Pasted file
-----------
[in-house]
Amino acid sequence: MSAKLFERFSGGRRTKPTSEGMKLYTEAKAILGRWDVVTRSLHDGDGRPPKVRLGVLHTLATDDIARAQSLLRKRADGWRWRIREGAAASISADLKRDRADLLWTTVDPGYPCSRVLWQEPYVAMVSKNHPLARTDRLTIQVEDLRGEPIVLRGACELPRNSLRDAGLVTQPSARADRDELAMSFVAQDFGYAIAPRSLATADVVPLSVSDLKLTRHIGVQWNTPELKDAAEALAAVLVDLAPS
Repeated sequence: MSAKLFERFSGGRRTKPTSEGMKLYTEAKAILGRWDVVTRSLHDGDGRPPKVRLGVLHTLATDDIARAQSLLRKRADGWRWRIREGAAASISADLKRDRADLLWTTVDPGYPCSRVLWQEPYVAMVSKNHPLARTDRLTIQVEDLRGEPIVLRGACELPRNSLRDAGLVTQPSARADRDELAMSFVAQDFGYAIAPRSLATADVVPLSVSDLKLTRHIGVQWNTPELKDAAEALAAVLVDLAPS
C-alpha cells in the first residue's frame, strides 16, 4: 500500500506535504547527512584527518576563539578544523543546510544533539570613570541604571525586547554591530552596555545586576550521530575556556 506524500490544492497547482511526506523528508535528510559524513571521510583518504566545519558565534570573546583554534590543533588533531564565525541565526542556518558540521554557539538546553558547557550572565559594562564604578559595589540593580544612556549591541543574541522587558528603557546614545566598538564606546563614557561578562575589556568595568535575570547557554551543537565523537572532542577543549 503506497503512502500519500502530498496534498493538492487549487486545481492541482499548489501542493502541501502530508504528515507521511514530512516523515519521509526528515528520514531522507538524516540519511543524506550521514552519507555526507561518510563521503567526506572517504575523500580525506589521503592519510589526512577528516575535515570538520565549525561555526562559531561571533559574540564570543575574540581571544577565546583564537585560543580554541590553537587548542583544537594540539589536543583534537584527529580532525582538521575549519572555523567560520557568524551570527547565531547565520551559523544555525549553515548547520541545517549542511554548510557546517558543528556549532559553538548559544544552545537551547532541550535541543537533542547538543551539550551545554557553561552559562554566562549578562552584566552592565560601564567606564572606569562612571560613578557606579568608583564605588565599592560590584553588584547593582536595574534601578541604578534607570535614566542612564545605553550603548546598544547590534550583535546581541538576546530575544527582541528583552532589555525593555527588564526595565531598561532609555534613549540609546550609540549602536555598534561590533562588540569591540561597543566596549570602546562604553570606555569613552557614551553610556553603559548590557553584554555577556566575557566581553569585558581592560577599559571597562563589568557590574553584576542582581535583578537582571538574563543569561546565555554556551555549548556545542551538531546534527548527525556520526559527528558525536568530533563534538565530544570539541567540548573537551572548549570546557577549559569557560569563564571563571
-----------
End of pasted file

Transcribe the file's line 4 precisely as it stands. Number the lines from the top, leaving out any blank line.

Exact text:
C-alpha cells in the first residue's frame, strides 16, 4: 500500500506535504547527512584527518576563539578544523543546510544533539570613570541604571525586547554591530552596555545586576550521530575556556 506524500490544492497547482511526506523528508535528510559524513571521510583518504566545519558565534570573546583554534590543533588533531564565525541565526542556518558540521554557539538546553558547557550572565559594562564604578559595589540593580544612556549591541543574541522587558528603557546614545566598538564606546563614557561578562575589556568595568535575570547557554551543537565523537572532542577543549 503506497503512502500519500502530498496534498493538492487549487486545481492541482499548489501542493502541501502530508504528515507521511514530512516523515519521509526528515528520514531522507538524516540519511543524506550521514552519507555526507561518510563521503567526506572517504575523500580525506589521503592519510589526512577528516575535515570538520565549525561555526562559531561571533559574540564570543575574540581571544577565546583564537585560543580554541590553537587548542583544537594540539589536543583534537584527529580532525582538521575549519572555523567560520557568524551570527547565531547565520551559523544555525549553515548547520541545517549542511554548510557546517558543528556549532559553538548559544544552545537551547532541550535541543537533542547538543551539550551545554557553561552559562554566562549578562552584566552592565560601564567606564572606569562612571560613578557606579568608583564605588565599592560590584553588584547593582536595574534601578541604578534607570535614566542612564545605553550603548546598544547590534550583535546581541538576546530575544527582541528583552532589555525593555527588564526595565531598561532609555534613549540609546550609540549602536555598534561590533562588540569591540561597543566596549570602546562604553570606555569613552557614551553610556553603559548590557553584554555577556566575557566581553569585558581592560577599559571597562563589568557590574553584576542582581535583578537582571538574563543569561546565555554556551555549548556545542551538531546534527548527525556520526559527528558525536568530533563534538565530544570539541567540548573537551572548549570546557577549559569557560569563564571563571